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American Express Golf

Kyle Westmoreland hits from a rough during the American Express golf tournament on the Nicklaus Tournament Course at PGA West Friday, Jan. 20, 2023, in La Quinta, Calif. (AP Photo/Mark J. Terrill)

After a four-year stint in Charleston, Westmoreland returned to Colorado Springs, where he served as a combatives instructor at the academy. Similar to his stop in Charleston, Westmoreland played rounds frequently and utilized Air Force’s indoor practice facility.

In 2019, Westmoreland officially fulfilled his commitment to the Air Force and started competing regularly.

He began in qualifying school before reaching the Korn Ferry Tour and, eventually, the PGA Tour.

While playing in other tours, Westmoreland qualified for five PGA Tour events. He became the first Air Force graduate to not only reach, but make the cut at the U.S. Open in 2021.

Becoming an ace

Wind gusts and tough pin placement didn’t deter Westmoreland from collecting one of his most prized honors on Jan. 25.

Standing at the 16th tee box at Torrey Pines South at the Farmers Insurance Open, Westmoreland hurled an iron into his ball, which flew up and forward rapidly toward the green.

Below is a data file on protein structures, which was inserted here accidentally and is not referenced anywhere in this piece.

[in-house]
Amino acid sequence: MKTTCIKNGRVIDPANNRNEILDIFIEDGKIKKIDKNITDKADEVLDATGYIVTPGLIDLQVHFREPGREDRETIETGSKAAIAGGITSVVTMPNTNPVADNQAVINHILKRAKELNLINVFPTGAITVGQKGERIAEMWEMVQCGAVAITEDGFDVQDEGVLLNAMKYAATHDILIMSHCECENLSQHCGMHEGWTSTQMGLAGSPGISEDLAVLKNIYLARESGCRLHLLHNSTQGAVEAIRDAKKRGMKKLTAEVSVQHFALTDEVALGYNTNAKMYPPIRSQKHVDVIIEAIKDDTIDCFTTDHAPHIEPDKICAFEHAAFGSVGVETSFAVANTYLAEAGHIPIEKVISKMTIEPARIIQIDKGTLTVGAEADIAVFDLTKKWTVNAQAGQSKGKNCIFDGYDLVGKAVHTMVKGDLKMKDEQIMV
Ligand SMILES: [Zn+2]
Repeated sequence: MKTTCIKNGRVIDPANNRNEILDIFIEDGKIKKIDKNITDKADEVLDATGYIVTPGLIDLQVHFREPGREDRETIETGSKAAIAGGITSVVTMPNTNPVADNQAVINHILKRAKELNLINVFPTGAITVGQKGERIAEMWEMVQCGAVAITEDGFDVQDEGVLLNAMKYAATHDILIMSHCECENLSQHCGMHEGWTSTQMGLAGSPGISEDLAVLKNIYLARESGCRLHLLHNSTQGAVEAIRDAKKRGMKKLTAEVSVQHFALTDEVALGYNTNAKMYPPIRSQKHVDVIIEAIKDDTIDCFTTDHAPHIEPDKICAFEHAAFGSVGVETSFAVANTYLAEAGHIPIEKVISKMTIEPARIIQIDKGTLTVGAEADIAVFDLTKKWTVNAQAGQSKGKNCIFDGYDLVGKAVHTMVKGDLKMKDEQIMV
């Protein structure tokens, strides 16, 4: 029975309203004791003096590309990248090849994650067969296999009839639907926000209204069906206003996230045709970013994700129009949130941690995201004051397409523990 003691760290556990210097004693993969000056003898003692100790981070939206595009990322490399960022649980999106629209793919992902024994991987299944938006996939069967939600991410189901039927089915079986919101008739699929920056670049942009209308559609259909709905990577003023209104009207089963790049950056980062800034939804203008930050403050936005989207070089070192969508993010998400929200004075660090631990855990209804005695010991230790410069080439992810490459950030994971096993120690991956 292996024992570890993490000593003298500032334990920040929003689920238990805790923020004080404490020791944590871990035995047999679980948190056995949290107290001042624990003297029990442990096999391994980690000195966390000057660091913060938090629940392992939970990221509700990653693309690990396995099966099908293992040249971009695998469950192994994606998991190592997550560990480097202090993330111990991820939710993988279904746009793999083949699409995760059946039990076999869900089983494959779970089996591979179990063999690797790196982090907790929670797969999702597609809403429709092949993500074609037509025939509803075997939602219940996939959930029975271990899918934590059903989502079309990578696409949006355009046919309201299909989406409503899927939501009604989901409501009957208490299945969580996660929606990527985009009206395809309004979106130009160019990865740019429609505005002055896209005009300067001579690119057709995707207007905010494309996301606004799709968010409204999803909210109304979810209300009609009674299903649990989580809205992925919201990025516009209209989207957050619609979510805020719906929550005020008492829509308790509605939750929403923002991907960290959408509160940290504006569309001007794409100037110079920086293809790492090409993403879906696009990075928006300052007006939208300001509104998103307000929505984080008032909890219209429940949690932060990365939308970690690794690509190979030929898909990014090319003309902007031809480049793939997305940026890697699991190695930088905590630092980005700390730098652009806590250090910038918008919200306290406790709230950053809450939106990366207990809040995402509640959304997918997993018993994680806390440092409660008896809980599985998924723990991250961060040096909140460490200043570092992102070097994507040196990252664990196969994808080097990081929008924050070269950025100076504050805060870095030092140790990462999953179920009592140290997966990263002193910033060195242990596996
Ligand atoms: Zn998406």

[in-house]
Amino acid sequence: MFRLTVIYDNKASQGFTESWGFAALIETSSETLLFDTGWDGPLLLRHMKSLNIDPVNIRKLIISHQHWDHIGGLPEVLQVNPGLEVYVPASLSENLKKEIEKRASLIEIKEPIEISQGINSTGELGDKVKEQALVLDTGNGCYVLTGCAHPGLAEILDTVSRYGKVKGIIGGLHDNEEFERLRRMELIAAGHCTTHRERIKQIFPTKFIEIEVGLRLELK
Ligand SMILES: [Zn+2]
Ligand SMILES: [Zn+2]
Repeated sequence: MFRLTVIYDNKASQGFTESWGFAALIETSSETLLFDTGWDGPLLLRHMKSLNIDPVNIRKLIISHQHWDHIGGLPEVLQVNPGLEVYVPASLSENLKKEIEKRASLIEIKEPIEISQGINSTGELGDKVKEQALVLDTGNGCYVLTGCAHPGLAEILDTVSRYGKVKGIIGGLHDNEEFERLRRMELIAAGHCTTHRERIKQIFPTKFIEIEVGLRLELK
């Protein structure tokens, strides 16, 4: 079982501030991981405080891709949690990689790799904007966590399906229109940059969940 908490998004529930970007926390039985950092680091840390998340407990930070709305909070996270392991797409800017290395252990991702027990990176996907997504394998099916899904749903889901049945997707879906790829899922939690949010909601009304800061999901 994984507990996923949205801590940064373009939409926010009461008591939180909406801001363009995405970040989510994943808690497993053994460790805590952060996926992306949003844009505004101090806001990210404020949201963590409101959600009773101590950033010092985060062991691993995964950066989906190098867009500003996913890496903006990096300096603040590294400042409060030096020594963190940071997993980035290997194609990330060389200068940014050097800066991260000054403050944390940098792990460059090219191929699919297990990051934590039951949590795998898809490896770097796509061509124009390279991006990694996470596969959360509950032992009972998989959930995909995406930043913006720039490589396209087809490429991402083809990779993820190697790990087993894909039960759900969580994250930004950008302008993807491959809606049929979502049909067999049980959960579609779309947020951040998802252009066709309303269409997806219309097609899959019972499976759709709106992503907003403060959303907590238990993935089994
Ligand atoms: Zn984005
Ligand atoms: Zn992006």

Off the tee, Westmoreland knew it was good. But with gusts howling on the ocean-side course and a peculiar front-of-green pin placement, Westmoreland still didn’t know where his shot would land.

He would have never predicted what happened next.

The ball landed just one yard behind the hole, bounced backwards and dunked directly into the cup for the ace.

It was Westmoreland’s first hole in one.

“It was awesome for it to finally happen,” Westmoreland said. “The chances of getting to the PGA Tour and not having an ace are probably very slim. But I managed to do it, so I’m glad to get that goose-egg number off.”

A grin from ear to ear stuck on Westmoreland’s face for a good minute after the shot fell, as the golfer high-fived every other golfer and caddie in his group.

It’s a moment he’s gotten to relive since then, too. The hole had dozens of cameras set up, giving a viewpoint of the ace from nearly every angle.

“Most people’s hole in ones don’t get filmed,” Westmoreland said. “The ace was definitely a highlight — definitely my biggest social media highlight ever.”